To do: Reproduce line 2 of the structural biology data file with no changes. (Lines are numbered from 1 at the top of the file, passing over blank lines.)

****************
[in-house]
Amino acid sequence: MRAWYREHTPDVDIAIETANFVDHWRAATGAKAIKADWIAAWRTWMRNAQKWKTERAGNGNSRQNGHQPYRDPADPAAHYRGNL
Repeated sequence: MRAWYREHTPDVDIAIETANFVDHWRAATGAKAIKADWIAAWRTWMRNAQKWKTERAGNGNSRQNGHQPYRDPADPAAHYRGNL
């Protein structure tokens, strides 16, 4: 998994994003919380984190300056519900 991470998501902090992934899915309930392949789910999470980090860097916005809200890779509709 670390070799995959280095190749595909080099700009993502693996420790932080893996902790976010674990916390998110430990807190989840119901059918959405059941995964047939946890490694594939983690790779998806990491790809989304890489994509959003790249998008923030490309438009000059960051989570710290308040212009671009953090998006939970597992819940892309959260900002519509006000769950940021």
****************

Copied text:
Amino acid sequence: MRAWYREHTPDVDIAIETANFVDHWRAATGAKAIKADWIAAWRTWMRNAQKWKTERAGNGNSRQNGHQPYRDPADPAAHYRGNL